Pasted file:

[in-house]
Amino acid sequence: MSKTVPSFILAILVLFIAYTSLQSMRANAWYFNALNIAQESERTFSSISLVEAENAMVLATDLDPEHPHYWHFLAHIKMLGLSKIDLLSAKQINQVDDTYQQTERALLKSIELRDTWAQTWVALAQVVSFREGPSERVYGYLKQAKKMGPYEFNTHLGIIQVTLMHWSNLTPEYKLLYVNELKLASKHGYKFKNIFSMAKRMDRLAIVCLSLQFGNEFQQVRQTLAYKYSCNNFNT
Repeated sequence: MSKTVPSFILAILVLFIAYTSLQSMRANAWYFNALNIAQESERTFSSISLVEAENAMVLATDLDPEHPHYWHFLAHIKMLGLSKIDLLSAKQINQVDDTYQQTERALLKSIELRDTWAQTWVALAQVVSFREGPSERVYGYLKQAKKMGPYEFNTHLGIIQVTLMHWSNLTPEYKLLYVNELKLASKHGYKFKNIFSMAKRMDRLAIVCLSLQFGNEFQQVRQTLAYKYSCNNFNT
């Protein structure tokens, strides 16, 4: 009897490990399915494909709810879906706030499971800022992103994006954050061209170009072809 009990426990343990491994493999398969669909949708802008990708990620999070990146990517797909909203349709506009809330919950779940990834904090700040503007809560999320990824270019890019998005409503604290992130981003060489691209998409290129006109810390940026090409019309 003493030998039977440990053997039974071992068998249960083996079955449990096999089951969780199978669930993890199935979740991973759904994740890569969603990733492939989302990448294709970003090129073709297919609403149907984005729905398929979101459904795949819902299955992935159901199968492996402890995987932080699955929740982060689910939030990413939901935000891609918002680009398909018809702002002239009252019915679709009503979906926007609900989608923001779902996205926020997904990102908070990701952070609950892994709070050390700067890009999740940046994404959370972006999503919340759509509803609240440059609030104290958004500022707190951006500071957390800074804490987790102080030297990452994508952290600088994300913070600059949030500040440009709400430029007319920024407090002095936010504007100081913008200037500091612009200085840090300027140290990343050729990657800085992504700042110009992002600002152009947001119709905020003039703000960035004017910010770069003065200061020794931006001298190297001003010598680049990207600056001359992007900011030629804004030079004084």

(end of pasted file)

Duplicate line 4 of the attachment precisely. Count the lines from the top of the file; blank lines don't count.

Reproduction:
């Protein structure tokens, strides 16, 4: 009897490990399915494909709810879906706030499971800022992103994006954050061209170009072809 009990426990343990491994493999398969669909949708802008990708990620999070990146990517797909909203349709506009809330919950779940990834904090700040503007809560999320990824270019890019998005409503604290992130981003060489691209998409290129006109810390940026090409019309 003493030998039977440990053997039974071992068998249960083996079955449990096999089951969780199978669930993890199935979740991973759904994740890569969603990733492939989302990448294709970003090129073709297919609403149907984005729905398929979101459904795949819902299955992935159901199968492996402890995987932080699955929740982060689910939030990413939901935000891609918002680009398909018809702002002239009252019915679709009503979906926007609900989608923001779902996205926020997904990102908070990701952070609950892994709070050390700067890009999740940046994404959370972006999503919340759509509803609240440059609030104290958004500022707190951006500071957390800074804490987790102080030297990452994508952290600088994300913070600059949030500040440009709400430029007319920024407090002095936010504007100081913008200037500091612009200085840090300027140290990343050729990657800085992504700042110009992002600002152009947001119709905020003039703000960035004017910010770069003065200061020794931006001298190297001003010598680049990207600056001359992007900011030629804004030079004084």